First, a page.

A bed and barkfest

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Idiocy as regards real estate abounds in the O’Grady genes.

My paternal granda abandoned first County Clare in Ireland, then Canada, for Bogalusa, Louisiana, and later Perry, Florida. One of his sons, my father, bought land outside Ash Fork, Arizona, based on an ad in TV Guide. If you want to see what the End Days will look like, I’ll give you directions.

Herself and I have purchased property outside Weirdcliffe, Colorado, a town with no stop lights, more cows than people, and more rattlesnakes than cows. And we have owned no fewer than three houses right here in Bibleburg.

I’d say that last pretty much proves my thesis.

Which brings me to the House Back East, otherwise known as the Robert A. Heinlein Memorial Crooked House.®

It was the home of our beloved next-door neighbors Marv’ and Judy, with whom we shared a common driveway, garage, political philosophy, sense of humor, the occasional meal and not nearly enough time. When Marv’ died, and Judy decided it was time to move back to Chicago to be with family, we agreed that rather than share a driveway and a garage with strangers who might not appreciate our politics, humor and cookery, we should buy her house. And so we did.

It seemed smarter than playing the market. We made a bundle when we sold the Weirdcliffe place with its 43 mountain acres, and immediately sank it into the market, which promptly transformed said bundle into a flaming bag of fiscal poop on our retirement porch, from which we had hoped to tell generations of snotnoses yet unborn to get the fuck off our lawn.

So, yeah. With the market still tottering about like a drunken O’Grady from County Clare, we thought more property would be the ticket. But what to do with it?

Rent it long-term? No, thanks. Mom and Dad tried that on a small scale and quickly grew weary of tenants skipping on overdue bills, setting kitchens ablaze and generally acting the fool, which they could get a-plenty from their eldest child in their own home.

Turn it into office space for Your Humble Narrator? That would be swell if I earned enough to justify more space than it takes to make shit up for Bicycle Retailer and Industry News, or review bicycles for Adventure Cyclist, a task that occurs mostly on the open road.

Aha! How about short-term rental? We’ve enjoyed renting vacation houses in California and Hawaii, and for reasons that elude me at the moment there may very well be people who wish to visit scenic oligarchical Bibleburg, if only to tell friends and family, “It was every bit as bad as you’ve heard.”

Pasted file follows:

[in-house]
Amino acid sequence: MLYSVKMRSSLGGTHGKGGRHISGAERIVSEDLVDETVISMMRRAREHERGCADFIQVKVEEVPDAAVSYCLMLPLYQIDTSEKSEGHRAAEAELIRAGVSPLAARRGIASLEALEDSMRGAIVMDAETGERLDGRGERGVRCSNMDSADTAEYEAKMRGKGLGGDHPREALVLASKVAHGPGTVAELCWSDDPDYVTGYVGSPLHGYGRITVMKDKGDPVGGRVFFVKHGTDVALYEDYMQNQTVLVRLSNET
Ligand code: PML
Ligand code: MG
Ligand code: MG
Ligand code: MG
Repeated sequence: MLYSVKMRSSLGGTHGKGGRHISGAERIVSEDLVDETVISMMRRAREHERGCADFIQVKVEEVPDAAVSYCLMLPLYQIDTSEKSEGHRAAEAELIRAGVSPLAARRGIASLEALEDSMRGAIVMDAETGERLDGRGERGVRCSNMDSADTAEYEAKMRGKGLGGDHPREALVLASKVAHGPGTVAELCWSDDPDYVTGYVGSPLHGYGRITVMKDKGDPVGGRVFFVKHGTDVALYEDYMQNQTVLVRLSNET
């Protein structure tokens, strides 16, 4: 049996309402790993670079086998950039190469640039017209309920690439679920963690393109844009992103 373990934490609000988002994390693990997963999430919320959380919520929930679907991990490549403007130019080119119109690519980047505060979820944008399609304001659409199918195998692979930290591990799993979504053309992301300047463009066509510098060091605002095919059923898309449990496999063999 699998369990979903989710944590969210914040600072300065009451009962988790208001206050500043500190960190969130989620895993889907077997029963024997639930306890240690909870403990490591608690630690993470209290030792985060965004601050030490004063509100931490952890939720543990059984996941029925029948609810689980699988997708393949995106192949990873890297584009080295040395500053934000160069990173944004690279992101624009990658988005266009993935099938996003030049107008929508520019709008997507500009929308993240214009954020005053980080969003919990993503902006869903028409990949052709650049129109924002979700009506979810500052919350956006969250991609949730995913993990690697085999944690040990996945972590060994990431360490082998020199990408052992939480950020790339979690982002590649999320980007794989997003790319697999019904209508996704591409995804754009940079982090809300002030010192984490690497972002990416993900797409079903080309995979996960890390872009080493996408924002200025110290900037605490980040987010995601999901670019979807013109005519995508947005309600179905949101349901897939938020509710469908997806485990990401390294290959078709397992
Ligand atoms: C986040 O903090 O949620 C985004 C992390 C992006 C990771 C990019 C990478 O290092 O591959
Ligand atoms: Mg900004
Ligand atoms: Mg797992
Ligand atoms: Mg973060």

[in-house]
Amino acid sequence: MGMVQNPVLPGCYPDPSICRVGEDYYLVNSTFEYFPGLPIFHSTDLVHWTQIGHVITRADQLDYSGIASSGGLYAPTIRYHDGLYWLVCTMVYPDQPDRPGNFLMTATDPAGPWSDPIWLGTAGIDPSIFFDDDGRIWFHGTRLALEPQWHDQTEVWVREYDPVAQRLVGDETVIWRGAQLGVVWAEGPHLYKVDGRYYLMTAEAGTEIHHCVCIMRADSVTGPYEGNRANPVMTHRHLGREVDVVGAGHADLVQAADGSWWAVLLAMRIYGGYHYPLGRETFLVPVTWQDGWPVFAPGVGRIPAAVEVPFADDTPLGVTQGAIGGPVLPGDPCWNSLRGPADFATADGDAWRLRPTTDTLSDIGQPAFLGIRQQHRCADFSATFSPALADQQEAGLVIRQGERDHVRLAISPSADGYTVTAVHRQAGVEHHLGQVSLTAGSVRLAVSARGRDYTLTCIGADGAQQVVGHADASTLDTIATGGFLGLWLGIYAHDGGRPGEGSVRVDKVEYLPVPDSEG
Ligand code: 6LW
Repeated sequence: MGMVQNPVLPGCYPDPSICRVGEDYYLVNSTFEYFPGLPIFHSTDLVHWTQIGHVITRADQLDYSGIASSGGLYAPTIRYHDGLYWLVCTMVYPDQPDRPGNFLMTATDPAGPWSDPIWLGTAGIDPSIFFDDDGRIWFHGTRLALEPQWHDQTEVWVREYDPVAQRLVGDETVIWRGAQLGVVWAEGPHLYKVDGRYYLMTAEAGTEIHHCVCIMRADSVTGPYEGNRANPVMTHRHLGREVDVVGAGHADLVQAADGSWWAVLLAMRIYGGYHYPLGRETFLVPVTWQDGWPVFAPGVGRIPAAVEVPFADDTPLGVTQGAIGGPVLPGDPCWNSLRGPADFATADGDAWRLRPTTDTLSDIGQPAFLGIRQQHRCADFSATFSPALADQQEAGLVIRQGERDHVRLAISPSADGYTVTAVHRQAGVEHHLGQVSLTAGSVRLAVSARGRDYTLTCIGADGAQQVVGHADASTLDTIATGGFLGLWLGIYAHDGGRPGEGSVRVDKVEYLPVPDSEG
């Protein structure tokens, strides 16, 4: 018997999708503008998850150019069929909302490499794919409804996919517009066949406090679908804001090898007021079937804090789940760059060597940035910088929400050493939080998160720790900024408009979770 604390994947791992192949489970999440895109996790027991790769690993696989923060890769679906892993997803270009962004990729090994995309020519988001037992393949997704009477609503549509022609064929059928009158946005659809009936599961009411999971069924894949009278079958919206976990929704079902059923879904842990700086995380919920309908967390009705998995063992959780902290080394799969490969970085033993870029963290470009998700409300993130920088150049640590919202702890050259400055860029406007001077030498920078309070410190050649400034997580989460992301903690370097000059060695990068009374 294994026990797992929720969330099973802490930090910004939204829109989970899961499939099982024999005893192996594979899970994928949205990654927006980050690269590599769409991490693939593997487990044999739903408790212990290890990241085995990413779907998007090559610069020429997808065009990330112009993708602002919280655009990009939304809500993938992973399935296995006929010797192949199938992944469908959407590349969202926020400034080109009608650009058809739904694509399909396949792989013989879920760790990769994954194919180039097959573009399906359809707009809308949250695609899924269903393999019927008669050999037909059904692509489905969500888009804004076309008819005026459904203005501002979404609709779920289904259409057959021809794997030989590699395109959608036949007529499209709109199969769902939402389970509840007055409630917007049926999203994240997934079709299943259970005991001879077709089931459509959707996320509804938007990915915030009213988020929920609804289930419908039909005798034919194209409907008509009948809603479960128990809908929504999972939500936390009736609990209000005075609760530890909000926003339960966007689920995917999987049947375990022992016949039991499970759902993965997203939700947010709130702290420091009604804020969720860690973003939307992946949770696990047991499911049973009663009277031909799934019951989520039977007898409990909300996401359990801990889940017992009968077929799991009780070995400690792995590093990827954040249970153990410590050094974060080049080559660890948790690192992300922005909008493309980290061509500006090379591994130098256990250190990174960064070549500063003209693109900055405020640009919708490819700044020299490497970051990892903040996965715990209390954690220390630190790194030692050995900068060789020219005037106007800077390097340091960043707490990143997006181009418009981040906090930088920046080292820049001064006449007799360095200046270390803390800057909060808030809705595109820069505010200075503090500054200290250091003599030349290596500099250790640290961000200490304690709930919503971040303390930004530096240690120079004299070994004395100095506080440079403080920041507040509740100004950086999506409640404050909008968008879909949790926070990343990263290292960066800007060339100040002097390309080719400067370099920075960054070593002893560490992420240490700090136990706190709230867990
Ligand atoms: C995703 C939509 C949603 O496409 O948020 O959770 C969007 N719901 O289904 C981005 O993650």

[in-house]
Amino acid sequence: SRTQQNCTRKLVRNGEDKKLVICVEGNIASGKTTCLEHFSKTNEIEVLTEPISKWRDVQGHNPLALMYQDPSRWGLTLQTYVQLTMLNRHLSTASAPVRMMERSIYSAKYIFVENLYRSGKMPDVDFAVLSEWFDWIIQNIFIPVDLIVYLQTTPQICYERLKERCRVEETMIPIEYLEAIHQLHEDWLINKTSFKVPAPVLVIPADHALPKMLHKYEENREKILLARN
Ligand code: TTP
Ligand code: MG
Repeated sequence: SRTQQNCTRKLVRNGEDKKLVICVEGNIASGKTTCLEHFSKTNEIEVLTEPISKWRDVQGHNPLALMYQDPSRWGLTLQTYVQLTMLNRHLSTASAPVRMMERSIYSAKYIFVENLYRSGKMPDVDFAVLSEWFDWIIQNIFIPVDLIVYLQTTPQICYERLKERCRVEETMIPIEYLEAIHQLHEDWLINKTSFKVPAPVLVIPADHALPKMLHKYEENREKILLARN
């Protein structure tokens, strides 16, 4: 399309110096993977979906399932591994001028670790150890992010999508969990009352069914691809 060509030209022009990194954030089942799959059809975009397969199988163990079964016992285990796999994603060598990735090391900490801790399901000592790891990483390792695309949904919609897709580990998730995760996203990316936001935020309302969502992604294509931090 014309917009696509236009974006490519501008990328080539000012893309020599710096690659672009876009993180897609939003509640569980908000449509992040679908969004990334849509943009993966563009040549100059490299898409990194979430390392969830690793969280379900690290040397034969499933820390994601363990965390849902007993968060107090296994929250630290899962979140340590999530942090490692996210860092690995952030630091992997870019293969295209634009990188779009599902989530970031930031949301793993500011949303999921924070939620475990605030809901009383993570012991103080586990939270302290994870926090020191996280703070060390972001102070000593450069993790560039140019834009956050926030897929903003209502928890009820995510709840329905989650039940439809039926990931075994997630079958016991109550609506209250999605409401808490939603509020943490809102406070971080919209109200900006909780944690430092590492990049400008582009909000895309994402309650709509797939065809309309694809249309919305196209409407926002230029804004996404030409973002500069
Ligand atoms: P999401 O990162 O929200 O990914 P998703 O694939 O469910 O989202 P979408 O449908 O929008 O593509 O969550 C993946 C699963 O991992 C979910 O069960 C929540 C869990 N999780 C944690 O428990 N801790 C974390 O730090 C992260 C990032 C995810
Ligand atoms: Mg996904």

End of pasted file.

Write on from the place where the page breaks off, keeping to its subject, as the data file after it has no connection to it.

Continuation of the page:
Well, to be fair, there are worse places than Bibleburg, and I have lived in most of them. The Robert A. Heinlein Memorial Crooked House® is minutes from Monument Valley Park, your jumping-off point for cyclo-cross-bike-friendly, off-road bike rides to Fountain on the south end, Greenland on the north end, and any number of places to the west that are not presently on fire.

Palmer Park, 730 acres of pure joy enclosing some 30 miles of trails, is about a 10-minute ride from here.

Group road rides leave at 10 a.m. weekends from Acacia Park downtown, a short leg-stretching spin away. Saturday’s ride is strictly for the insane, but Sunday’s goes to the U.S. Air Force Academy, which has the best roads in the Pikes Peak region. All  of them are uphill in both directions.

Dogtooth Coffee, the official java supplier to Mad Dog Media, is but a block to the south. Patty Jewett Golf Course is a chip shot to the east. Grog, groceries and other goodies are likewise within easy reach just a few moments north at the Bon Shopping Center, home to the fabled Safeway of the Living Dead. Organic vittles may be found a short drive west at Mountain Mama Natural Foods. And as it happens, the best liquor store in town is on the way there — Coaltrain Wine & Spirits.

The house itself, you ask? It’s tiny, like ours, under 1,200 square feet, with hardwood floors. One bathroom and two bedrooms, only one of which has a bed at present, a queen size. The second bedroom is part office at the moment and will eventually get a full-size bed. Soon there will be a love seat in the living room that folds out to a single bed. The largely unfinished basement hosts the furnace, washer and dryer.

The small kitchen has a gas range/stove combo, refrigerator, sink and no dishwasher. It adjoins the living room, which at present has a four-seater table, a giant ugly-ass hutch of dubious lineage, a minimalist Sony stereo and a rocker with footstool. Expect a few comfy chairs, a table, and perhaps an TV/DVD-player combo to be added directly, along with an Airport Express extension to the DogNet across the driveway. Oh, yeah, and there is a lockable shed for bikes in the fenced back yard. Pets are welcome.

We haven’t settled on a daily rental charge, but it will be reasonable and include free wireless Innertubes. A portion of the proceeds will be donated to either Care & Share, the Humane Society of the Pikes Peak Region or Bike Clinic Too.

The biggest downside is that there are crazy people next door, but since you’re visiting this website you’re hardly in a position to be judgmental about that sort of thing.

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35 Responses to “A bed and barkfest”

  1. Andy Bohlmann Says:

    I know, rent to downhillers!

  2. bromasi Says:

    What! no elevator for your cars.

  3. khal spencer Says:

    Ok, what’s the going rate?

  4. Timmy Mac Says:

    Goddammit, you’ve achieved the impossible and made me nostalgic for Colorado Springs.

  5. Andy Bohlmann Says:

    Rent it to Lance after he pays his new lawyer bills.

  6. Debby in Crestone Says:

    Sounds like fun. Maybe I can stay with you guys some time. I have fond memories of those Acacia Park rides. Glad to hear they’re still going on.

    +1 to the nostalgic comment above!

    • Patrick O'Grady Says:

      Debby, whenever you feel like heading this way, give us a holler. Some friends are going to test-drive the place next weekend and we’ll make adjustments based on what they have to say.